Irritable Bowel Syndrome (IBS) affects up to 5% of the world's population (1). In this article, I am going to explore the role of increased gut sensitivity in IBS and the use of a Hypnotherapy technique to support your IBS journey.
• Disorder: a state of confusion (lack of order) within an otherwise well-functioning system (in this case – your body)
• Irritable bowel: recurrent abdominal pain associated with a change in bowel habit (Rome IV criteria)
• Gut – brain connection: bi-directional communication between the gut and brain via the nervous system
• Hypnotherapy: fixed attention (focus) upon a dominant idea with a positive expectation (Braid, 1860)
Historically, we believed that bowel disorders were the result of structural problems like ulcers, inflammation and bleeding. But as you have likely been told with your IBS, there’s nothing wrong with the structure of your gut. So there must be more to the story!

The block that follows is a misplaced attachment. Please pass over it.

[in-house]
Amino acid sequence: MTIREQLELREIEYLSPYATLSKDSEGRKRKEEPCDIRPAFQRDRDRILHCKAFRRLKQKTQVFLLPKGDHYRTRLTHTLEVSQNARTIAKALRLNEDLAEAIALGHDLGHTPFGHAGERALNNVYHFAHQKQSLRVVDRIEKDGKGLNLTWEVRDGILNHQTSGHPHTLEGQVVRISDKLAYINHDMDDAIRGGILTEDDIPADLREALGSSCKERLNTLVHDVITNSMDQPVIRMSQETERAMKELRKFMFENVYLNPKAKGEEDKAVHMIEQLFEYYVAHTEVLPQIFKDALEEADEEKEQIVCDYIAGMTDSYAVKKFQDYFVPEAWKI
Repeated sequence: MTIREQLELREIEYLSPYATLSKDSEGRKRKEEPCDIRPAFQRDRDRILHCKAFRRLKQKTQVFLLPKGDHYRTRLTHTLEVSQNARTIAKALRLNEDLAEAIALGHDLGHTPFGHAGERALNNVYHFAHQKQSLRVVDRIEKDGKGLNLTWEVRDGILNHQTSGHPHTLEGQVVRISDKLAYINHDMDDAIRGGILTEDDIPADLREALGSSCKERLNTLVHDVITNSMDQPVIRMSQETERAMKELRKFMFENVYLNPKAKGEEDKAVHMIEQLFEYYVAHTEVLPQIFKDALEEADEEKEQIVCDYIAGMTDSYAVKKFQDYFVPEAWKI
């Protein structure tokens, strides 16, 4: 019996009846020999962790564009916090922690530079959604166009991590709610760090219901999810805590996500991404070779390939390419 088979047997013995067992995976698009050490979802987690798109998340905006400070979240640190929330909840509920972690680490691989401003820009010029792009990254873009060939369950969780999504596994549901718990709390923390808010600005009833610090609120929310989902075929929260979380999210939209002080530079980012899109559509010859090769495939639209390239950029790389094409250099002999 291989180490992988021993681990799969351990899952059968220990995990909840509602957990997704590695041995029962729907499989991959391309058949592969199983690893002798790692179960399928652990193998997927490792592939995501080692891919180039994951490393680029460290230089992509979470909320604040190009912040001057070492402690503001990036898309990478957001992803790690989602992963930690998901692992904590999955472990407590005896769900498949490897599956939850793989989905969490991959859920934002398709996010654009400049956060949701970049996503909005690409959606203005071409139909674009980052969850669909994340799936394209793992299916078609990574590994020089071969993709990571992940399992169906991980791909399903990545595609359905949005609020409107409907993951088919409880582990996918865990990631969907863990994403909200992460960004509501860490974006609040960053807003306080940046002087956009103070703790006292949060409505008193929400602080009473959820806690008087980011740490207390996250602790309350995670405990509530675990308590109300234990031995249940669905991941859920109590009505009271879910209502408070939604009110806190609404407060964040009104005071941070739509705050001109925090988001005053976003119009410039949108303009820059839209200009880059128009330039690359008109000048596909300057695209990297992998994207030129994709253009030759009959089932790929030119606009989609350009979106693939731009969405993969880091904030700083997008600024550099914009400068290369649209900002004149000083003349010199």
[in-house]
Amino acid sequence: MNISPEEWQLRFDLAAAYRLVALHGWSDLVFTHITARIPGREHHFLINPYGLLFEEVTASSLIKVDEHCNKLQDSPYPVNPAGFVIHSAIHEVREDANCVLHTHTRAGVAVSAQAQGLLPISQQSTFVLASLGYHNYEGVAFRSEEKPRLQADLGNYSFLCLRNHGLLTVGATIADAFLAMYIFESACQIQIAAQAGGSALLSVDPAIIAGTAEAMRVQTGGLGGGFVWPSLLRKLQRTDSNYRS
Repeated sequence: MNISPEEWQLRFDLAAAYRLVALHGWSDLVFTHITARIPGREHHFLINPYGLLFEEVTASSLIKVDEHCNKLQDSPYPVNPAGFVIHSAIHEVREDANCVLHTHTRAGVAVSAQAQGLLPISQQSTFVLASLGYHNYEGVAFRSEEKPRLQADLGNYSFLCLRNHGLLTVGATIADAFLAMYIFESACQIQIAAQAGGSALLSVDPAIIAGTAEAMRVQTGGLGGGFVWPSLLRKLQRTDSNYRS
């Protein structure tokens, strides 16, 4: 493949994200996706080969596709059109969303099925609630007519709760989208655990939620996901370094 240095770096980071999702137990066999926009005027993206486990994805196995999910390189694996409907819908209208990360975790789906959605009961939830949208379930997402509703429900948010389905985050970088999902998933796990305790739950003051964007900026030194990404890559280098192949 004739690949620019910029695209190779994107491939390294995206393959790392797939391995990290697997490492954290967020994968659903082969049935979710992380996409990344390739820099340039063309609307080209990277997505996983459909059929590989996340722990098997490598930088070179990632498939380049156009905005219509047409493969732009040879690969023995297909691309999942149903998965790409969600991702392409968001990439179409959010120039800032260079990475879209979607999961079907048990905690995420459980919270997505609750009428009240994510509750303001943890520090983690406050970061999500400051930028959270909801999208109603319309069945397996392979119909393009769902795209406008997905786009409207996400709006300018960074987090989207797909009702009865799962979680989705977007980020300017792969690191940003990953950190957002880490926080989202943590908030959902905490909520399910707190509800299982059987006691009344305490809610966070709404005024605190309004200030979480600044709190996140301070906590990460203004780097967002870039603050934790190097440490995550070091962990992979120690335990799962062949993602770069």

IBS is a poorly misunderstood condition by patients and doctors alike. Originally, it was said to be a ‘psychosomatic’ condition and then a ‘functional’ syndrome – which both carry a degree of stigma and dismissal. Hypnotherapy is the same, plagued by historical narratives which persist due to lack of valid, well presented information. So let’s strip it back and start at the very beginning.
Gut – brain talk
Think of the gut as one long tube from mouth to bottom that has both structure (layers of cells, nerves, blood vessels which make it up) and function (digestion, motion and sensitivity). If this isn’t complex enough, combine it with the immune system, nervous system and the trillions of gut microbes and you get an interaction called the gut brain axis.